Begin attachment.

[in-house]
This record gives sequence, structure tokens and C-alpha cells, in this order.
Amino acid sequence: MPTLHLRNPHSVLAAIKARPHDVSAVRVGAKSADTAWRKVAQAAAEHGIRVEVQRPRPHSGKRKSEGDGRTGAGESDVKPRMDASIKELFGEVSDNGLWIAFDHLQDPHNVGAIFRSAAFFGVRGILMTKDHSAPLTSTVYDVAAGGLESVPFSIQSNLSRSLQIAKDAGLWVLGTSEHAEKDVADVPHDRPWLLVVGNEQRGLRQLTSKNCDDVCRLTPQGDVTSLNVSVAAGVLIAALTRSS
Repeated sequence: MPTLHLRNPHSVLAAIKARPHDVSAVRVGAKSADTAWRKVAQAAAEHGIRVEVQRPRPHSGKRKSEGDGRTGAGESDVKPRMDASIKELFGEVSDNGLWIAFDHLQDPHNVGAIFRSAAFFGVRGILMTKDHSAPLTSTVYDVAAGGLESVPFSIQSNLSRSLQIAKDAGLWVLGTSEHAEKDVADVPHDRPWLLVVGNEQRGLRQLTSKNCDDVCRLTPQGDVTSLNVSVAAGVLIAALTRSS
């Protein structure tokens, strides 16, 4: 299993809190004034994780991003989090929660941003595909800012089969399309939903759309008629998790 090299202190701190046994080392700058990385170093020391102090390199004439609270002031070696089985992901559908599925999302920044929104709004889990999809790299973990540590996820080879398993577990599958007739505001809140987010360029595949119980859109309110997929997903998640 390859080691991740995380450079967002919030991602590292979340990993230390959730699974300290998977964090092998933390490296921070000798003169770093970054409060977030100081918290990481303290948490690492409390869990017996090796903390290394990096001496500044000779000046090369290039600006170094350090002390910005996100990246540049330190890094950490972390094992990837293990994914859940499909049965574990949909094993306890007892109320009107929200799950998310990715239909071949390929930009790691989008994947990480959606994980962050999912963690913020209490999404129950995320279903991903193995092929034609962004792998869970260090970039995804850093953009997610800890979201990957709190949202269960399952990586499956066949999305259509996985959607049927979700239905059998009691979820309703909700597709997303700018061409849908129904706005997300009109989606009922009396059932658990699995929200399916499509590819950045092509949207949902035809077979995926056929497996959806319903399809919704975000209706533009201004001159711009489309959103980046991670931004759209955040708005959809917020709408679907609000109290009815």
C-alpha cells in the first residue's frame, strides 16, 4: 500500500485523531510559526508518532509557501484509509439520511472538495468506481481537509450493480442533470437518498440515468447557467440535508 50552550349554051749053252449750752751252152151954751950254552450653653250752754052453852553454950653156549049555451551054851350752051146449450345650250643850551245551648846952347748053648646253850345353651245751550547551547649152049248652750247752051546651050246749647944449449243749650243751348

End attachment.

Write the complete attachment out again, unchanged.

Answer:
[in-house]
This record gives sequence, structure tokens and C-alpha cells, in this order.
Amino acid sequence: MPTLHLRNPHSVLAAIKARPHDVSAVRVGAKSADTAWRKVAQAAAEHGIRVEVQRPRPHSGKRKSEGDGRTGAGESDVKPRMDASIKELFGEVSDNGLWIAFDHLQDPHNVGAIFRSAAFFGVRGILMTKDHSAPLTSTVYDVAAGGLESVPFSIQSNLSRSLQIAKDAGLWVLGTSEHAEKDVADVPHDRPWLLVVGNEQRGLRQLTSKNCDDVCRLTPQGDVTSLNVSVAAGVLIAALTRSS
Repeated sequence: MPTLHLRNPHSVLAAIKARPHDVSAVRVGAKSADTAWRKVAQAAAEHGIRVEVQRPRPHSGKRKSEGDGRTGAGESDVKPRMDASIKELFGEVSDNGLWIAFDHLQDPHNVGAIFRSAAFFGVRGILMTKDHSAPLTSTVYDVAAGGLESVPFSIQSNLSRSLQIAKDAGLWVLGTSEHAEKDVADVPHDRPWLLVVGNEQRGLRQLTSKNCDDVCRLTPQGDVTSLNVSVAAGVLIAALTRSS
């Protein structure tokens, strides 16, 4: 299993809190004034994780991003989090929660941003595909800012089969399309939903759309008629998790 090299202190701190046994080392700058990385170093020391102090390199004439609270002031070696089985992901559908599925999302920044929104709004889990999809790299973990540590996820080879398993577990599958007739505001809140987010360029595949119980859109309110997929997903998640 390859080691991740995380450079967002919030991602590292979340990993230390959730699974300290998977964090092998933390490296921070000798003169770093970054409060977030100081918290990481303290948490690492409390869990017996090796903390290394990096001496500044000779000046090369290039600006170094350090002390910005996100990246540049330190890094950490972390094992990837293990994914859940499909049965574990949909094993306890007892109320009107929200799950998310990715239909071949390929930009790691989008994947990480959606994980962050999912963690913020209490999404129950995320279903991903193995092929034609962004792998869970260090970039995804850093953009997610800890979201990957709190949202269960399952990586499956066949999305259509996985959607049927979700239905059998009691979820309703909700597709997303700018061409849908129904706005997300009109989606009922009396059932658990699995929200399916499509590819950045092509949207949902035809077979995926056929497996959806319903399809919704975000209706533009201004001159711009489309959103980046991670931004759209955040708005959809917020709408679907609000109290009815």
C-alpha cells in the first residue's frame, strides 16, 4: 500500500485523531510559526508518532509557501484509509439520511472538495468506481481537509450493480442533470437518498440515468447557467440535508 50552550349554051749053252449750752751252152151954751950254552450653653250752754052453852553454950653156549049555451551054851350752051146449450345650250643850551245551648846952347748053648646253850345353651245751550547551547649152049248652750247752051546651050246749647944449449243749650243751348